I love the exploration of the classical past, especially Roman times. This is why the latest discovery of advanced plumbing fascinates me so much. While we know that many homes in Europe and England continued to have outdoor toilets well into the 1950’s, and pioneering Americans had outhouses, it is a marvel to discover that ancient Romans were so much more advanced than us thousands of years ago. Take Pompeii, for instance. A new discovery has now shown that many citizens would have had easy access to toilets in Pompeii – right in the comfort of their own homes.
Even though the vast majority of the second floors of Pompeii homes have long since disappeared thanks to the wrath of Mount Vesuvius, there are still vertical pipes lingering today which point to toilets upstairs. A. Kate Trusler said, “We have 23 toilets that are connected, that are second-story preserved, that are connected to these downpipes.”
Once upon a time in the past, it was said that there were toilets in nearly each house. Trusler wasn’t sure about that and found that as she was meandering around the city saw that some areas had homes with private toilets while other areas seemed to contain only outdoor ones. With this type of set up, sewer line repair would be easier.
After this, she decided that a plumbing survey was in order to map downpipe and latrine areas throughout the city. Region 6, one area of Pompeii, does actually have toilets in the lower ground level of most homes, while other areas of the city have little or none. The most likely reason for this scenario would be that the richer inhabitants of the city would have had toilets while the poorer residents would have had to make do with outdoor ones one imagines.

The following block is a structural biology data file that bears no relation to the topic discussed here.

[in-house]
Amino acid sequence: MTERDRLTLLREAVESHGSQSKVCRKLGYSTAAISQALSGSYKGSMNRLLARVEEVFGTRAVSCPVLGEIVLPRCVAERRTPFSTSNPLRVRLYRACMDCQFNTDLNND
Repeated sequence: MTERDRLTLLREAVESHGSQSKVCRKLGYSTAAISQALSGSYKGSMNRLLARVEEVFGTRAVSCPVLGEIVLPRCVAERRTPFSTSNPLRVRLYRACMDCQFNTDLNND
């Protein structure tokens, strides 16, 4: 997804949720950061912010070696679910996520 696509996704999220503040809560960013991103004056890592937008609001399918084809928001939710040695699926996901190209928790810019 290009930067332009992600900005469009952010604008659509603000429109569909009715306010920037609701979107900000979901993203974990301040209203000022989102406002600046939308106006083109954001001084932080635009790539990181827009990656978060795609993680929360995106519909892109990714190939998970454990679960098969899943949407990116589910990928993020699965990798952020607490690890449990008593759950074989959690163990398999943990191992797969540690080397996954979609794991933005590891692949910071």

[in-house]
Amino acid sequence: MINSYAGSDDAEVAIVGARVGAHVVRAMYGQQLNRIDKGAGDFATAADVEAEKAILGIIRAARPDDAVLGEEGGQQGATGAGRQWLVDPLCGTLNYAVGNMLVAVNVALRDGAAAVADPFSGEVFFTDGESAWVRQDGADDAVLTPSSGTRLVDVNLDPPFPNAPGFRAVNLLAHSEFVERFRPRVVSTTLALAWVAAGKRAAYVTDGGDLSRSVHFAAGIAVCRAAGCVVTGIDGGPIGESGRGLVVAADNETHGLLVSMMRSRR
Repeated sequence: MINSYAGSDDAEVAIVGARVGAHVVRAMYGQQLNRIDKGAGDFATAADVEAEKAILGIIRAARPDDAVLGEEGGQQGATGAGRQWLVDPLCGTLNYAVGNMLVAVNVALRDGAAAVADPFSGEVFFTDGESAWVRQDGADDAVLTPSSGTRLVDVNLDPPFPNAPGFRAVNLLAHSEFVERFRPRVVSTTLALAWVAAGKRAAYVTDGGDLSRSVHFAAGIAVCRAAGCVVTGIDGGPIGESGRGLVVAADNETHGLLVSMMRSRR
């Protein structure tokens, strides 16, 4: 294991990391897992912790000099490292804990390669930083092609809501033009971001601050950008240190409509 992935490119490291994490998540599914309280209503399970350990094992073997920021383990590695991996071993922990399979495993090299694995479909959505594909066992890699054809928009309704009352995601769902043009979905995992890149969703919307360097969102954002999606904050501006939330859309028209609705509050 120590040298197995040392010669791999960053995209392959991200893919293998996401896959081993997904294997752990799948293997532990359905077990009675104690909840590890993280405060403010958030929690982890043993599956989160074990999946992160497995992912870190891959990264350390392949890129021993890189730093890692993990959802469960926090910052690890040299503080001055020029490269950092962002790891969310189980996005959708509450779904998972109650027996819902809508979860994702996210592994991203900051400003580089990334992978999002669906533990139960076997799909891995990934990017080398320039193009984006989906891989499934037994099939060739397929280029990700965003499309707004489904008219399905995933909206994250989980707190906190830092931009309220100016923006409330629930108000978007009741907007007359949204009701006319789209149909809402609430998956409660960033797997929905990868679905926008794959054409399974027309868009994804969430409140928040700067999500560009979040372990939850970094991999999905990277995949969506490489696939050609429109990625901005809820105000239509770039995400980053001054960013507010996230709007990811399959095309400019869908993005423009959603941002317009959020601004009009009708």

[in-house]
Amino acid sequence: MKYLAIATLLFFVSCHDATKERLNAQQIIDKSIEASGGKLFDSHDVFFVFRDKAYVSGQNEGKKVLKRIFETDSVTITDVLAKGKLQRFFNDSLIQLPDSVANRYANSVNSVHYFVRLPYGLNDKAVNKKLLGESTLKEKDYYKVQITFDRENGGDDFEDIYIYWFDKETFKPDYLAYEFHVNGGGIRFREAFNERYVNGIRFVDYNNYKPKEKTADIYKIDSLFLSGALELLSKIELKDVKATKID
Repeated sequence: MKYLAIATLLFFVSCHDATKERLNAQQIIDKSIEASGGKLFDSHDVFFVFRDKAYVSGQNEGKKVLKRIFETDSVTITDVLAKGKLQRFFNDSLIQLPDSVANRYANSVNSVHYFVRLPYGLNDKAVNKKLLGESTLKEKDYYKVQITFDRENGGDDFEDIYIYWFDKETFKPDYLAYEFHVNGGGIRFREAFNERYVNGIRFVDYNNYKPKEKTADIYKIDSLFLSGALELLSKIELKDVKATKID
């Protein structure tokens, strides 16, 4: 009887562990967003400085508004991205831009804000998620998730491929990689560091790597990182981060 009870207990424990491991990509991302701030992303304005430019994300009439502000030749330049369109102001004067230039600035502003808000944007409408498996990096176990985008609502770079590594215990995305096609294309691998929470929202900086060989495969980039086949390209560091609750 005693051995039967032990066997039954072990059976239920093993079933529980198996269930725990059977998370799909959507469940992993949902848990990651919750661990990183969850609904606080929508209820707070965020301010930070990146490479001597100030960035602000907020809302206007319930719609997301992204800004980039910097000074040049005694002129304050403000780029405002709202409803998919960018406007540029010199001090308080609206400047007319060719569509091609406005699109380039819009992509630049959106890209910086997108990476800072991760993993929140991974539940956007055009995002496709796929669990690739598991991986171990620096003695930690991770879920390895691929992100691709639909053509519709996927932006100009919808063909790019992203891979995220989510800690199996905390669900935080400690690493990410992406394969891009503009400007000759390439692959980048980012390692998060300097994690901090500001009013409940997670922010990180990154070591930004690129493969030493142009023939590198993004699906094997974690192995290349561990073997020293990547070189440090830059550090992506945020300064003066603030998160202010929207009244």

When looking at the terracotta downpipes which are found in the most ancient parts of the city, 286 pipes were found along the walls going directly to what would have once been the second floors. Fortunately for archaeologists, there are still 23 places where the second story of the building is still intact and where the pipes run to latrines. Also, when these pipes were scraped, fecal matter is found along with minute amounts of intestinal parasites which are both fairly obvious signs of toilets.
Trusler said that the majority of the downpipes would have been put from the first century BC up and into the first century AD. right around the time that there was also pumped-in water.